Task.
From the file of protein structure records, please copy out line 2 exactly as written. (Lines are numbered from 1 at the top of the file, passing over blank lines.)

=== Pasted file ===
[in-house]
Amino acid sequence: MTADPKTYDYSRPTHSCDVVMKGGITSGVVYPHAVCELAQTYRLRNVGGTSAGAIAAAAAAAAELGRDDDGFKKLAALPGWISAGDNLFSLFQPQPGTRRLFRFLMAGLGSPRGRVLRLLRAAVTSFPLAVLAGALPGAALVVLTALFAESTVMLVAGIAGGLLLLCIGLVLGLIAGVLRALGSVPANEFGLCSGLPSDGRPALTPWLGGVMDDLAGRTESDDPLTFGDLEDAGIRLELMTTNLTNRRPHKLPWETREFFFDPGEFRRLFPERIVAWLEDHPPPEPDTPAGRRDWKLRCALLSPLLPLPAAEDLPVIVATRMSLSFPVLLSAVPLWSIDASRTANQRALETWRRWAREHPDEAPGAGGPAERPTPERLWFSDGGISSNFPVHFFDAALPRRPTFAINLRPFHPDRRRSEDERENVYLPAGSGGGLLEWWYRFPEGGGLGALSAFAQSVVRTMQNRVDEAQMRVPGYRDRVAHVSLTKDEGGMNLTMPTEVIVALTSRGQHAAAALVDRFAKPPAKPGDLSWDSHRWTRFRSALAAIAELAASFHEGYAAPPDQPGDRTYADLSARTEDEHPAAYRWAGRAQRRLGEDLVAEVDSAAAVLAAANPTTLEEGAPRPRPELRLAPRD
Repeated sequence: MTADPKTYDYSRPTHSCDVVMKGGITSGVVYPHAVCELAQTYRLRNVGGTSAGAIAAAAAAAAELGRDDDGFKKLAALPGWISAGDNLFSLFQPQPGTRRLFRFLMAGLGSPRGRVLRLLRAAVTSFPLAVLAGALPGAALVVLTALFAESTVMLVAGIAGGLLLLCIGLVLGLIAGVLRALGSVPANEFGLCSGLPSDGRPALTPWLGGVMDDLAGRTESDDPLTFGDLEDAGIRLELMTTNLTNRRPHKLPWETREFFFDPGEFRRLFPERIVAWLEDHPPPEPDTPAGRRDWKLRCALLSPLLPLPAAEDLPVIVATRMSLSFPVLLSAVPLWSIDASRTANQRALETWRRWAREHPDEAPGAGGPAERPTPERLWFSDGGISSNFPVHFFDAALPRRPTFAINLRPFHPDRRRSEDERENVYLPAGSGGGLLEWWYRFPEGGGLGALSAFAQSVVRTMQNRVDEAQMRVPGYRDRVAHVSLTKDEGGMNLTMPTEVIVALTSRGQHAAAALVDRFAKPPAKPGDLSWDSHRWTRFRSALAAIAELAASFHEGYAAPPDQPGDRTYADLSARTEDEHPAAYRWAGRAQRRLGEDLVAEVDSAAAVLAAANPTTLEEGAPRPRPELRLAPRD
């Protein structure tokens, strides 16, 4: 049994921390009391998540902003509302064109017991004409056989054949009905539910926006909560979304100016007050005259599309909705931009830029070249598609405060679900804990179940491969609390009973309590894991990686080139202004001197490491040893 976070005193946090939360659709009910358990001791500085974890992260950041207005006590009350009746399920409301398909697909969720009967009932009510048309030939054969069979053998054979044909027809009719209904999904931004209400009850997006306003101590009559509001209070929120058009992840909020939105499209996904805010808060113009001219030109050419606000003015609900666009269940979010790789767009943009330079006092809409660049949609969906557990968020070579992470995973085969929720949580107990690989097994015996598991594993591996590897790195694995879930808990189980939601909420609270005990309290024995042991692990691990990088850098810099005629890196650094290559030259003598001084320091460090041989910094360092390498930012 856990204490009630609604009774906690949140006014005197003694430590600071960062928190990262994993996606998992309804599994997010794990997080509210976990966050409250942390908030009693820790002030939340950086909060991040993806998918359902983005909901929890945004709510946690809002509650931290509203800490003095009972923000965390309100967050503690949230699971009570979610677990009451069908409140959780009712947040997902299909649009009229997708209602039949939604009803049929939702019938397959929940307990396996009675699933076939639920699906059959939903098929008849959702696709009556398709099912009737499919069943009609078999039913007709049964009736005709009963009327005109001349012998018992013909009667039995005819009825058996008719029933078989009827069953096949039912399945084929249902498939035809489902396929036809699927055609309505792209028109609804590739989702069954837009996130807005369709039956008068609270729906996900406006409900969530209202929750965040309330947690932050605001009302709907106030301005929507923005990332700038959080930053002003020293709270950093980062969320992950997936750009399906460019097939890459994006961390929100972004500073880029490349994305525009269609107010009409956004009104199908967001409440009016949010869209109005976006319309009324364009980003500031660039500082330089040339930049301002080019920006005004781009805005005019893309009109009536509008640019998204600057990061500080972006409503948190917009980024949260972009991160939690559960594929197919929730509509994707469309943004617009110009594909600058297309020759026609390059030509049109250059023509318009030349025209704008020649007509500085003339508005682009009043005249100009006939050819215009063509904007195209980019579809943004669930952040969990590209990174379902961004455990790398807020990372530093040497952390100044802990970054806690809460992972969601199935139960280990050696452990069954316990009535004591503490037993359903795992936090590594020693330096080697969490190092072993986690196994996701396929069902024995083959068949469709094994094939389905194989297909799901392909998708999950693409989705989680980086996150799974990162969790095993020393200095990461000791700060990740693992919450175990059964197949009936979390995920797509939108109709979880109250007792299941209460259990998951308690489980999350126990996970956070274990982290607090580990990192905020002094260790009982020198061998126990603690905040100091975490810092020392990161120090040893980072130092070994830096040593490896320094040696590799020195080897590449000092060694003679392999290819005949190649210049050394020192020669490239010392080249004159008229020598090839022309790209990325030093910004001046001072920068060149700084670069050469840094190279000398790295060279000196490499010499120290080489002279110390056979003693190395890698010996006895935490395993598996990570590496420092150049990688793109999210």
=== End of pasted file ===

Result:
Amino acid sequence: MTADPKTYDYSRPTHSCDVVMKGGITSGVVYPHAVCELAQTYRLRNVGGTSAGAIAAAAAAAAELGRDDDGFKKLAALPGWISAGDNLFSLFQPQPGTRRLFRFLMAGLGSPRGRVLRLLRAAVTSFPLAVLAGALPGAALVVLTALFAESTVMLVAGIAGGLLLLCIGLVLGLIAGVLRALGSVPANEFGLCSGLPSDGRPALTPWLGGVMDDLAGRTESDDPLTFGDLEDAGIRLELMTTNLTNRRPHKLPWETREFFFDPGEFRRLFPERIVAWLEDHPPPEPDTPAGRRDWKLRCALLSPLLPLPAAEDLPVIVATRMSLSFPVLLSAVPLWSIDASRTANQRALETWRRWAREHPDEAPGAGGPAERPTPERLWFSDGGISSNFPVHFFDAALPRRPTFAINLRPFHPDRRRSEDERENVYLPAGSGGGLLEWWYRFPEGGGLGALSAFAQSVVRTMQNRVDEAQMRVPGYRDRVAHVSLTKDEGGMNLTMPTEVIVALTSRGQHAAAALVDRFAKPPAKPGDLSWDSHRWTRFRSALAAIAELAASFHEGYAAPPDQPGDRTYADLSARTEDEHPAAYRWAGRAQRRLGEDLVAEVDSAAAVLAAANPTTLEEGAPRPRPELRLAPRD